Byline: Julia Duin, THE WASHINGTON TIMES
A group of Muslims and Jews who had been meeting secretly in Montgomery County surfaced late last week with the release of a joint statement promising that the two faiths will work together to find common ground.
"We're deeply committed to the idea of pluralism, tolerance, peace, co-existence and one God - the same God," said Tom Kahn, president of the Washington chapter of the American Jewish Committee (AJC). "A bird needs two wings to fly: a left wing and a right wing."
The statement, which was read aloud during a reception Thursday night at the Potomac home of Muslim couple Aquilur and Rukhsana Rahman, promised to "develop closer ties between our communities" and stand together against "hate crimes and other forms of discrimination against all religious and ethnic communities."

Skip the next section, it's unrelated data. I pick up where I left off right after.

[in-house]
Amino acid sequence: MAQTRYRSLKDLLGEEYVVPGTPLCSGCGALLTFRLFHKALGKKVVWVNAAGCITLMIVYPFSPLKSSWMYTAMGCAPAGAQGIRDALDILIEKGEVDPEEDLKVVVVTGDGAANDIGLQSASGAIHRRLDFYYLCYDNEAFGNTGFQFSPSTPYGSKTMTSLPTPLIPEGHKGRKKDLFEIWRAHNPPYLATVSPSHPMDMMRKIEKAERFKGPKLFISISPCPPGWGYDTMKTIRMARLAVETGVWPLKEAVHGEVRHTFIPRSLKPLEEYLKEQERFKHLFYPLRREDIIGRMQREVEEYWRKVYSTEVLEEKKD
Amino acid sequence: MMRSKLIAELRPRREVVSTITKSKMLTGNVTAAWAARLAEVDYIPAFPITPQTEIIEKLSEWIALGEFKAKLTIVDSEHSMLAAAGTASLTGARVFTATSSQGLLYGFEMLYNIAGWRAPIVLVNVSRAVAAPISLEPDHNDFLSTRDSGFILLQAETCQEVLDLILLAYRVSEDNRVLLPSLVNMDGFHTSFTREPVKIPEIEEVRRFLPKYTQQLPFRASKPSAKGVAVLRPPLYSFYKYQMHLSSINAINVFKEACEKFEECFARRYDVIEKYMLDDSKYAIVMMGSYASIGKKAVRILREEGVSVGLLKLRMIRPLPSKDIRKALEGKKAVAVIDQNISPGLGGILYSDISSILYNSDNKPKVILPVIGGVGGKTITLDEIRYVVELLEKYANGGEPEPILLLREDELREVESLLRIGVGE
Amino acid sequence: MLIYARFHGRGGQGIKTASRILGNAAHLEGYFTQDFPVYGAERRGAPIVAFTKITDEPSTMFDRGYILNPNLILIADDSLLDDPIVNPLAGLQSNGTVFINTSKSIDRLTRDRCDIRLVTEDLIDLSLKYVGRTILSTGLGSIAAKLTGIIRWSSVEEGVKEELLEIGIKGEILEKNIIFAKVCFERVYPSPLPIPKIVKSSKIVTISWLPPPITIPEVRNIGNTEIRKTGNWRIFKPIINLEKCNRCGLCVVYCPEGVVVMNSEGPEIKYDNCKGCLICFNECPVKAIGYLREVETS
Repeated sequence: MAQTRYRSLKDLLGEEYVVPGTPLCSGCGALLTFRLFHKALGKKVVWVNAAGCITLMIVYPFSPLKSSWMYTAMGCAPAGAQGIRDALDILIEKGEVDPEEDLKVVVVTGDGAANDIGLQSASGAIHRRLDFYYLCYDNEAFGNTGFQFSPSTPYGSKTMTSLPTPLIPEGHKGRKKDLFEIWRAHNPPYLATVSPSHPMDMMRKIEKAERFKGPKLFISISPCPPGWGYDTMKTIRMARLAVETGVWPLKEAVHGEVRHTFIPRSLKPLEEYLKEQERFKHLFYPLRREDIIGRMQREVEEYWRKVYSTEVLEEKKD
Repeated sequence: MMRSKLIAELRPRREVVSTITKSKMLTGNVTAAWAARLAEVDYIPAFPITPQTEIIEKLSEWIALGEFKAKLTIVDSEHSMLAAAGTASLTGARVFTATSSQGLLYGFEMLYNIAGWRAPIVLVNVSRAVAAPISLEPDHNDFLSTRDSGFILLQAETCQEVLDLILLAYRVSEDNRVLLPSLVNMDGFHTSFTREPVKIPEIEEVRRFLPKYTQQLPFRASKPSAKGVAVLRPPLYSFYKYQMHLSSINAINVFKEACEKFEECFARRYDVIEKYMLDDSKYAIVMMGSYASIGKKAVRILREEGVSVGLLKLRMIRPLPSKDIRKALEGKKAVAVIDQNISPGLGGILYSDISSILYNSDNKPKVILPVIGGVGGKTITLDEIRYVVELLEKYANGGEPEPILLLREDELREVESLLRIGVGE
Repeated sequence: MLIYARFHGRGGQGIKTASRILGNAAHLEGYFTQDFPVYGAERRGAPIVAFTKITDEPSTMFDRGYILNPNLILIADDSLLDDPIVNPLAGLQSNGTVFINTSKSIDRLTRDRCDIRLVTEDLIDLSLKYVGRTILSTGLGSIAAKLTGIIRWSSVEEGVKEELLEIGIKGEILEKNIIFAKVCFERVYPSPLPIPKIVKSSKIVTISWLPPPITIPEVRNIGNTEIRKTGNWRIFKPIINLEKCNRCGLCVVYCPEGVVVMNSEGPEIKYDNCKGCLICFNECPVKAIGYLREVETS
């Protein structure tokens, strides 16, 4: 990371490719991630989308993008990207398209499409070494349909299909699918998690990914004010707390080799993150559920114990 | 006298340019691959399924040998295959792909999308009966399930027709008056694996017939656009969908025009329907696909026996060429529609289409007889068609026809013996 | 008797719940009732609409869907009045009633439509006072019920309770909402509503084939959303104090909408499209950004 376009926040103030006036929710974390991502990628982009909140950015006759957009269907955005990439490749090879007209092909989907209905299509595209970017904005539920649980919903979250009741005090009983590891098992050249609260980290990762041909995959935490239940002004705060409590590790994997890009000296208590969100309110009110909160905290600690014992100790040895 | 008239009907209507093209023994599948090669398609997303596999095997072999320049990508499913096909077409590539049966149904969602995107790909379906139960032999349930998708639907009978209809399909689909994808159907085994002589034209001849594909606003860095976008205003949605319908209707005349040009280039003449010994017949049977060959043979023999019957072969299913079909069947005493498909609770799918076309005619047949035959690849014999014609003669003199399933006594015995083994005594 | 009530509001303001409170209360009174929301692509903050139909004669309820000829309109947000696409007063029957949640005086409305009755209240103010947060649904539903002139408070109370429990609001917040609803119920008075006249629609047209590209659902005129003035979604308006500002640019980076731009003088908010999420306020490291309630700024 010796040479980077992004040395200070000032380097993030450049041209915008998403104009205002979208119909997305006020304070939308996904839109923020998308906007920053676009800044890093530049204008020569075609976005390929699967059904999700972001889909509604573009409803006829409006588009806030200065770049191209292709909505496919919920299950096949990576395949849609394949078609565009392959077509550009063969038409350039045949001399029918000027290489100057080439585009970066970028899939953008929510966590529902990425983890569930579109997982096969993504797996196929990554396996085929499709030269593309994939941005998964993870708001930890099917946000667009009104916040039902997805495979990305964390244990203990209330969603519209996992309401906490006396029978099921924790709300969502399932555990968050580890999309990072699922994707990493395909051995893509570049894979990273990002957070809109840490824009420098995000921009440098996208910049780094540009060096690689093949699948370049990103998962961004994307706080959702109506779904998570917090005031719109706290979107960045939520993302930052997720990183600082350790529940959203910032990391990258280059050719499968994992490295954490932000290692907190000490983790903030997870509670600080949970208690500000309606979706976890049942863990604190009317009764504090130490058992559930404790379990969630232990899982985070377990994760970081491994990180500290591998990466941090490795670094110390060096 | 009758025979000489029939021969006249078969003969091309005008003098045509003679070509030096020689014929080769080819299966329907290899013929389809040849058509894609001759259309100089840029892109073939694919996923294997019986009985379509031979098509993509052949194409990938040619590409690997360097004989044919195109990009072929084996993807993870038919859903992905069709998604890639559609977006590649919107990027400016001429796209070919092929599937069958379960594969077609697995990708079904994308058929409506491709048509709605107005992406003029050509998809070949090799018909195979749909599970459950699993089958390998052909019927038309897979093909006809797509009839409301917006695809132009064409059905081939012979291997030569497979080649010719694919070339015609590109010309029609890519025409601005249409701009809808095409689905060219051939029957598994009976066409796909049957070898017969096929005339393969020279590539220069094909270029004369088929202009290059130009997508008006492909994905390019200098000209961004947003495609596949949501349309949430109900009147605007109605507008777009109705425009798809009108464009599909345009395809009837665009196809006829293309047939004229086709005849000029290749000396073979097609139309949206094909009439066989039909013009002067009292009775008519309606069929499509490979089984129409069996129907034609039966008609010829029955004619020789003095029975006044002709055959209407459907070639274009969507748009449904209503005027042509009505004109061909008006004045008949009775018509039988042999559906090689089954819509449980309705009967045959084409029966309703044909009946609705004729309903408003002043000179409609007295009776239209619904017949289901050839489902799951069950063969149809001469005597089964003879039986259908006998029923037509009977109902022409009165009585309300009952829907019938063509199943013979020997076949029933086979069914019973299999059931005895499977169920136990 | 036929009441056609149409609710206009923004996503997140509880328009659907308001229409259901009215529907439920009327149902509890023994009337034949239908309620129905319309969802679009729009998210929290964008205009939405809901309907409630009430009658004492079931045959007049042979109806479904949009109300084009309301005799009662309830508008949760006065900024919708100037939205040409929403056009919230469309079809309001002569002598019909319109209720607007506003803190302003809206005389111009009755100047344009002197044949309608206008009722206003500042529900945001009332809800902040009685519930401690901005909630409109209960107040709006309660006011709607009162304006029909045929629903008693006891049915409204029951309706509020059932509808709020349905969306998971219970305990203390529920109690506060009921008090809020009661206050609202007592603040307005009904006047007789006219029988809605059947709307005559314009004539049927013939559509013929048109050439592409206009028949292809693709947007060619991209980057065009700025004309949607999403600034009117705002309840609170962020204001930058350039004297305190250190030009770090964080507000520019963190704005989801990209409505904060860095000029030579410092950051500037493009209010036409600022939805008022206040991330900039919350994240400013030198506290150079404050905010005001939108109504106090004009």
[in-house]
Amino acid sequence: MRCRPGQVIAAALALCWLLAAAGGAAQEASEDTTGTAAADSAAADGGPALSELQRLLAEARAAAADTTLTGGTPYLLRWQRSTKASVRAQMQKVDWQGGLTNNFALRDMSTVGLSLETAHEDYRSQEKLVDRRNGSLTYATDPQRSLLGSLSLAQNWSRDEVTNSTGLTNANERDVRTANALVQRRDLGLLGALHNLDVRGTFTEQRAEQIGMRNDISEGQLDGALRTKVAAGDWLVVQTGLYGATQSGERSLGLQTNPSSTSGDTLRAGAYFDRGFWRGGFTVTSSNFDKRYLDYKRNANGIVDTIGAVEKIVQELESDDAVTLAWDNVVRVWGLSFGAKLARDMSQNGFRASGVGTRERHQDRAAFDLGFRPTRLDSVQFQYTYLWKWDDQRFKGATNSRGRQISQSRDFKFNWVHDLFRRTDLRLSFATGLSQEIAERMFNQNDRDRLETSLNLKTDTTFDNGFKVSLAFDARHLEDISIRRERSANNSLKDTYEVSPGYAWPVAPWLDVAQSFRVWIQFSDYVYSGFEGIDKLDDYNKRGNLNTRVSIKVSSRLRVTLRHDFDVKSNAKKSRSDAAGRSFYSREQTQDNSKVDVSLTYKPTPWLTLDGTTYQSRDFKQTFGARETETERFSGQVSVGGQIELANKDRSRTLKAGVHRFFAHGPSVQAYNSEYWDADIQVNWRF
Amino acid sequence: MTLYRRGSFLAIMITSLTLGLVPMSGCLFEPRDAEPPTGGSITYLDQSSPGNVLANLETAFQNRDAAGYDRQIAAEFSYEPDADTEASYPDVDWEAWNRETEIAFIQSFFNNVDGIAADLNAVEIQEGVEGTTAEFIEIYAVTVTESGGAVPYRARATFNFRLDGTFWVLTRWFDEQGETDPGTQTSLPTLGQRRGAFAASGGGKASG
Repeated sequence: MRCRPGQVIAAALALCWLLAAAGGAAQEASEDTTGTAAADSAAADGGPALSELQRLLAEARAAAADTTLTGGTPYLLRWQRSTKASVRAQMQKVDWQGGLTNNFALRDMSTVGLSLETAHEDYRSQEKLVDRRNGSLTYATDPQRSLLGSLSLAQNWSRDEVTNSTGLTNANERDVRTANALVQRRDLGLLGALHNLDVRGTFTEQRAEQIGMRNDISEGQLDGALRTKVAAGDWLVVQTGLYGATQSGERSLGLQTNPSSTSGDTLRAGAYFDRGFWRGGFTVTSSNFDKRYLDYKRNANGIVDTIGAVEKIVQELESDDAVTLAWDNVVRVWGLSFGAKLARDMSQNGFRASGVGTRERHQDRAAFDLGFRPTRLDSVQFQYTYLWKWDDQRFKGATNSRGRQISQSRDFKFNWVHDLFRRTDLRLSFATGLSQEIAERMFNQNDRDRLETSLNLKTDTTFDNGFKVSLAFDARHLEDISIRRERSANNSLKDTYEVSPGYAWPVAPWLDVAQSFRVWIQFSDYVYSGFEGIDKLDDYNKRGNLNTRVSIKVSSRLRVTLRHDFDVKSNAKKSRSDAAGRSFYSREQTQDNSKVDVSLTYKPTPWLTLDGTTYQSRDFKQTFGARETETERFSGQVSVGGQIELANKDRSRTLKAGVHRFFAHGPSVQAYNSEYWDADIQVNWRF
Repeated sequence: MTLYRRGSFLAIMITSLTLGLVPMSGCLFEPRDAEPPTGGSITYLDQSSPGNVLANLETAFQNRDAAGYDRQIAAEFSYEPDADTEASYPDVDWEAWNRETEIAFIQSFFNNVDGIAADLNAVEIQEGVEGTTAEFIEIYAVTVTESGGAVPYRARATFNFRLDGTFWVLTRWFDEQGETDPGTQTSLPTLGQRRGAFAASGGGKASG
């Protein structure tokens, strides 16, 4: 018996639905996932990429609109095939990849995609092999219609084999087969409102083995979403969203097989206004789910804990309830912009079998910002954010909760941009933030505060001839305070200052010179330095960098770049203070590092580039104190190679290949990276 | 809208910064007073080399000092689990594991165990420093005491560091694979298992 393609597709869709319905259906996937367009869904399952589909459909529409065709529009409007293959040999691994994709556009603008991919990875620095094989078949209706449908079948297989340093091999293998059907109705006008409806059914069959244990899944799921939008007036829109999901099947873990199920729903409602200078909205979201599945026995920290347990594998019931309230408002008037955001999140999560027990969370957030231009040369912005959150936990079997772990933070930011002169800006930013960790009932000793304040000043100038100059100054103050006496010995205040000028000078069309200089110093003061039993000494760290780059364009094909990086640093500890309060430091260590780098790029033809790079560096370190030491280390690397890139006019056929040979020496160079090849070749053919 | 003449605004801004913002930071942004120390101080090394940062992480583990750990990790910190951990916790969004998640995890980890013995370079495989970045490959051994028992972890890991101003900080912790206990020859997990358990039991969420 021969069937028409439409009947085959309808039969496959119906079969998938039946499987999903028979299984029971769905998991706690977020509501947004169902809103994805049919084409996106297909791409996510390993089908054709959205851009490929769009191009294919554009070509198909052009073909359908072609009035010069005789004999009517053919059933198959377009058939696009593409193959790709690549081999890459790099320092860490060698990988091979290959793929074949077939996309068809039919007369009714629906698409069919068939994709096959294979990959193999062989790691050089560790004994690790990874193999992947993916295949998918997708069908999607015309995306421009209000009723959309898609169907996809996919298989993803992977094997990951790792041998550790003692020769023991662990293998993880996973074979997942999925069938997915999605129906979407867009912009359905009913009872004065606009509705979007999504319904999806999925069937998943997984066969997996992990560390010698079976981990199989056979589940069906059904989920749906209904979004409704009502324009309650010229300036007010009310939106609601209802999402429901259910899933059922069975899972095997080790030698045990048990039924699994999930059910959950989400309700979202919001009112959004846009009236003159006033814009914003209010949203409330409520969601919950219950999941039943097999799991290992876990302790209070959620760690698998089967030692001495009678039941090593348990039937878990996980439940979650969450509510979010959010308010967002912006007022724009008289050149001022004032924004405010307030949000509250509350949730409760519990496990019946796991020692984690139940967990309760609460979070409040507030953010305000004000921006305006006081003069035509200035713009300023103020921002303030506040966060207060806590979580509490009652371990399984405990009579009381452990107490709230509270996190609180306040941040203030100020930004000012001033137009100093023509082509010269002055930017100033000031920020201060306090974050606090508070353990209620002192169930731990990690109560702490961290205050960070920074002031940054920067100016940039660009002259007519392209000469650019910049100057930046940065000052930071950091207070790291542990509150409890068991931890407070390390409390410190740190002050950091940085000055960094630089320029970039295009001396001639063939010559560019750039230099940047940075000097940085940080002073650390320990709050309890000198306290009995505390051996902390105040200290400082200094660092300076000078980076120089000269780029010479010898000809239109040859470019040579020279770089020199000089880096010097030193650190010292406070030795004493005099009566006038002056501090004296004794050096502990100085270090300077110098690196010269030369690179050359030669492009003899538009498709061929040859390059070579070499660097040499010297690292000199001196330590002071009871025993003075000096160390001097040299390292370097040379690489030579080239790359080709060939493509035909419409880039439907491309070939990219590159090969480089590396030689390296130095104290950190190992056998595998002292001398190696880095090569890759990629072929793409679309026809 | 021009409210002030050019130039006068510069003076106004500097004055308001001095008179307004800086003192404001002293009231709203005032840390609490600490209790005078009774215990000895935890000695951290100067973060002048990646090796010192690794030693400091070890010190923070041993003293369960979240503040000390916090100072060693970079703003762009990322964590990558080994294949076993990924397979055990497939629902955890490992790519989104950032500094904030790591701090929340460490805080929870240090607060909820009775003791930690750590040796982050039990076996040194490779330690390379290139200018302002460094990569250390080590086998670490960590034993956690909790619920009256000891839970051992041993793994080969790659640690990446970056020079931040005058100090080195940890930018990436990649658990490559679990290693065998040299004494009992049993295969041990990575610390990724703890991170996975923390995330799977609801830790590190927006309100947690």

It also supported separate Palestinian and Israeli states and denounced "all forms of terrorism and violence directed at civilians."
"I'm very optimistic," said Islam Siddiqui, an Indian American lobbyist who served as an undersecretary in the Department of Agriculture during the Clinton administration. "With dialogue begins an understanding of our difficult issues."
Representatives of the two faiths have been meeting for about two years, said Roberta Baruch, a member of the AJC board. She had been looking for sympathetic Muslim contacts before then, but groups whose avowed intent was for the destruction of Israel "weren't a place to start," she said.
However, a chance contact between Steven Goodman, a member of the local AJC board, and Tufail Ahmad, a shipping company owner and board member of the Montgomery Muslim Council, led to a breakthrough. A five-point "statement of cooperation" was drawn up during a meeting at Otello, an Italian restaurant near Dupont Circle. …